Ed Berkeley’s tall and muscularly framed Raul looms over the tiny Evie with moony eyes, gentle spirit, and hands that stroke lightly and tentatively, always with full respect of her no-sex wishes.  His Raul shows the patience of Job in ways that would be unlikely for most college hunks, but his naturally low-key and consistently persistent pursuit of Evie is both believable and fun to watch – especially when Mr. Berkeley surprises everyone – Evie and us – in his secret plan finally to seal the deal with her.

Laura Espino, Monica Ho, Ed Berkeley & Drew Reitz
Backing up this fine duo is a cast that sparkles in every comic antic.  Laura Espino is excellent as the sexually charged Kitty whose head instantly turns and body goes into over-drive at the sight of a possible male victim but who also loves being roomie with Evie – gleefully sharing gossip, sternly giving advice, and devilishly plotting how to get her virgin friend finally laid.  Drew Reitz is the rather creepy Ryan who mostly lives in a world of other-reality and who dictatorially rules with warlike commands a group of gamers he has never met.  His social awkwardness and emotional immaturity burst onto the stage in a laugh-out-loud sequence once he thinks he may lose Evie – not as girlfriend but as a virtual teammate.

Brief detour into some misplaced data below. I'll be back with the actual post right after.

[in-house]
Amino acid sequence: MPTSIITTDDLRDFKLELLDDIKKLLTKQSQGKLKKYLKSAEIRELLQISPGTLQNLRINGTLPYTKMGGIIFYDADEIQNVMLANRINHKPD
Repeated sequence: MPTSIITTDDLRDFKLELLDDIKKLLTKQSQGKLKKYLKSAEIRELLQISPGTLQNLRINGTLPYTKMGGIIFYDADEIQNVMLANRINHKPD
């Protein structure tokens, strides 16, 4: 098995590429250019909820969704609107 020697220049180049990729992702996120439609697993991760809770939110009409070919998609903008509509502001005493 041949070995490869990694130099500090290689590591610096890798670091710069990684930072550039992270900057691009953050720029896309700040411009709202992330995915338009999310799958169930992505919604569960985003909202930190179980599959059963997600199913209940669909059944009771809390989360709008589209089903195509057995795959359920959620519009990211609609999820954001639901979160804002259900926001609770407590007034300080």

Sal Mattos quickly rearranges his half-shaved head with other half full of shoulder-draping hair to change into four completely different characters, including a show-stopping, hair-dresser Nathan who makes Evie beautiful while bringing the house down with his high-pitched, excited recounting of the last boy he pursued in bed.  Amanda Farbstein also nails four walk-on roles, varying from coed Claire’s forcing her boyfriend into just the right pose (“We can’t be official until we take a Facebook selfie”) to a gynecologist who probes with lots of lube into Evie’s most private parts to assure her there is no reason for sex to be out of the question.